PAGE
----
Despite receiving defeat in their opening match of the 2022 League of Legends World Championship Play-In stage, Evil Geniuses bounced back in grand style by going 2-0 in the second day of play.
With victories over Brazilian representative LOUD and PCS second seed Beyond Gaming, North America's third-seeded team have reignited their campaign towards advancing to the group stage.
Of the many people closely observing EG's Worlds 2022 run is Han “Rigby” Earl, the team's head coach who was appointed to the job before the summer split after initially joining as an assistant coach. This marked the first time since 2020 that Rigby became the head coach of a major region team, with the previous occasion occurring with Afreeca Freecs.
With Rigby leading the way, EG continued their great form through the LCS and into Worlds as a major contender in the preliminary phase.
Following EG's 2-0 outing in the second day of Play-Ins, BLIX.GG spoke to Rigby to discuss the team's performance against LOUD and BYG, how the team has readjusted themselves with Kaori as the new AD Carry, his career overall, and more.
Pedro Romero, BLIX.GG: Thanks for taking the time to do this interview, Rigby. From losing to Fnatic in the opening match of the Play-In stage, your team has gone on to win their next two games. How did you view the team's performance tonight after Day 1?
Han "Rigby" Earl: Yesterday, there was [sic] massive COVID false tests. Me and Vulcan had to compete from the hotel and while in the process of doing so, there weren't enough Riot staff to help us. Additionally, the communication with the team was really unclear so it was tough for everyone to be on stage. But for today, we did another test and they were false positives. As soon as we got together to play in the stage, we were just playing as we should. I definitely saw progress even though there are areas where we can do better.
BLIX: What are those areas in which you feel the team can improve on in subsequent matches that you've seen tonight?
Rigby: I'll just give one example from the games we played. In the first game against FNC, we decided to dive bottom lane, but at the same time, when we noticed that MF was basing on their turret, we assumed that Graves was going to have to top side and we then could have chosen to dive top because then it'll be really favorable for us because we got the lane prio pics. For the second game, we saw MF and Amumu on mid trying to hit level six but our comms were like, 'Okay, they're separate so we should engage right away' when we should have thought about killing Viktor instantly if he was overstepping. On the other hand, we should think that the enemy players were going to hit level six so we shouldn't hit Rift Herald anymore.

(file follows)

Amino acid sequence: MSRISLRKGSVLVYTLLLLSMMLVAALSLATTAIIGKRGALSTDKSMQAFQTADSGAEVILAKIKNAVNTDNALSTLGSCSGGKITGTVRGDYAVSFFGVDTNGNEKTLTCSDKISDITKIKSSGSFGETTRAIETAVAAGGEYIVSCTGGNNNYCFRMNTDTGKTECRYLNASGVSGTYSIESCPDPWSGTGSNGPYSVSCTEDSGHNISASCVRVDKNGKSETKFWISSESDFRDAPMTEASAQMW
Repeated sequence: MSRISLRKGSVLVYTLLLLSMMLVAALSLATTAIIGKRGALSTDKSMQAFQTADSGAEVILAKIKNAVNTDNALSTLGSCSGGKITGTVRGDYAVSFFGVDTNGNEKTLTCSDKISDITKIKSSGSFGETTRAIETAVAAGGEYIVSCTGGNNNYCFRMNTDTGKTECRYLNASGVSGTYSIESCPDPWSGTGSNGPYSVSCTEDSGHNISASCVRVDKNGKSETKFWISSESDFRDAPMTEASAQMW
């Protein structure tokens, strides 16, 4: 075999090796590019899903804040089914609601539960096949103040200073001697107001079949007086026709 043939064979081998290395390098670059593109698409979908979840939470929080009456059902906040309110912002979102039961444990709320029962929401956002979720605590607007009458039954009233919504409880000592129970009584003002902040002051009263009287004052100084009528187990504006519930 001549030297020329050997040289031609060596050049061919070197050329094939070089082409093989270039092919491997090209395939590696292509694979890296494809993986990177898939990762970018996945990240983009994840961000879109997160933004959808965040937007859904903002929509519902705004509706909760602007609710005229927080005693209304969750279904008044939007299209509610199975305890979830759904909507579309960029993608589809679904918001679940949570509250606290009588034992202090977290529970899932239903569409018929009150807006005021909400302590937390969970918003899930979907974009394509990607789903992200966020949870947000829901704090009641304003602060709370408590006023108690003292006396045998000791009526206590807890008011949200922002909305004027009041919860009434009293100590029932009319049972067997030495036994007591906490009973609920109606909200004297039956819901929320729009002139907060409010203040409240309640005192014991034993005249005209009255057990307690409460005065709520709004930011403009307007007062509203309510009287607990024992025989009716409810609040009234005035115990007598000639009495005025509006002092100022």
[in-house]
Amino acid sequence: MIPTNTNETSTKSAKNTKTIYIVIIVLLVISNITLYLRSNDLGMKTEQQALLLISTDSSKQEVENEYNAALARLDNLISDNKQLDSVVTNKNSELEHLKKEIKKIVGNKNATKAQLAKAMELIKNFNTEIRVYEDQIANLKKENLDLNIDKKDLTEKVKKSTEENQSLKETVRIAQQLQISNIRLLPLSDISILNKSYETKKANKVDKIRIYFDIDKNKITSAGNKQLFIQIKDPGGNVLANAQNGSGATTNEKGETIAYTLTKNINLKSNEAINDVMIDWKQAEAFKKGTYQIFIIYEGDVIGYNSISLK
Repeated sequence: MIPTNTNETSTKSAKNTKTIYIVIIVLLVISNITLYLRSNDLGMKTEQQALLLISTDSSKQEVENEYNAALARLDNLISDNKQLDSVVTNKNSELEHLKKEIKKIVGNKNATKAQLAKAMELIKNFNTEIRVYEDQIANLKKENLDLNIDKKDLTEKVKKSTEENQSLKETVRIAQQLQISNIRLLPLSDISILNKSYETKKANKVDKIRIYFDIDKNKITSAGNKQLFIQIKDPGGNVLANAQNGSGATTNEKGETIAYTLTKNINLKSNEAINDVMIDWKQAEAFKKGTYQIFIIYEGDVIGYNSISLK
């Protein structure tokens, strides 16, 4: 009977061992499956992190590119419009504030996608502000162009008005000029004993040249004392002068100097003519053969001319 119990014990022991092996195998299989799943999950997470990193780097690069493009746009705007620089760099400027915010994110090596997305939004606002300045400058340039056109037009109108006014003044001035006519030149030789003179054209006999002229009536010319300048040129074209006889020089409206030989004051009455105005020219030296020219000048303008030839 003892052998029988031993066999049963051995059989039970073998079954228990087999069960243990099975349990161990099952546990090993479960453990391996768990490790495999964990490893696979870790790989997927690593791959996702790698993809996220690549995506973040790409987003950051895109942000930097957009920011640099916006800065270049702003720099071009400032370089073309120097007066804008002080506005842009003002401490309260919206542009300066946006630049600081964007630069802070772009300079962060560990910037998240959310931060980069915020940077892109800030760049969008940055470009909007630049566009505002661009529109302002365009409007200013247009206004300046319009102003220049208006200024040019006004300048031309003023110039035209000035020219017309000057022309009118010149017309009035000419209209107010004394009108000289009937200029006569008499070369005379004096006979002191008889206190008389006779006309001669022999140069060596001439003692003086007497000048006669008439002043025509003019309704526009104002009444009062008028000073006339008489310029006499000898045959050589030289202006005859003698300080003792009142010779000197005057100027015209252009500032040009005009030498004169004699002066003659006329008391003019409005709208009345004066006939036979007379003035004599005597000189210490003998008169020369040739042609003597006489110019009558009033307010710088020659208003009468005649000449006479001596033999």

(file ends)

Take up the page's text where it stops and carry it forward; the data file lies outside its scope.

Today, I think the Aphelios pick was really vulnerable so Thresh had to be behind him all the time, but at the same time, when we grouped up and push them to their turret and saw a majority of them, we could have gone into the enemy jungle towards Vi because that's the only big threat for Aphelios. And then after detecting Vi, we could have snowballed way faster but that happened too late because I saw one or two earlier windows. It was just those types of things are the areas that we can do better.
New playstyle with Kaori
BLIX: One of the big storylines that has been following your team in the lead up to Worlds is the fact that you guys had to work with Kaori in place of Danny as a result of the latter taking a mental break. How much of an effect has Danny's absence played into EG's preparation for this competition?
Rigby: Honestly, we weren't dwelling too much on Danny because as soon as we found out he couldn't play anymore with us for the rest of the season, we tried moving on. We also thought Kaori is good and he could be even better internationally because his laning phase ability fits with the more advanced stage. Of course, the time we spent on practice had been used way more with Danny and it would've been really great if he came, but at the same time, despite having limited practice, we are trying to get to know how Kaori wants to win games. We're in that process but I don't think needing more time is going to be an excuse because every team will have to adapt to any situation that happens and Kaori replacing Danny is just one of those situations for us.
(Credit: Colin Young-Wolff/Riot Games)
BLIX: Inspired mentioned in an interview how, in comparing Danny and Kaori, ‘Danny was their win condition past twenty minutes whereas Kaori is their win condition in the early game’. How has the team’s playstyle changed with Kaori in relation to Danny?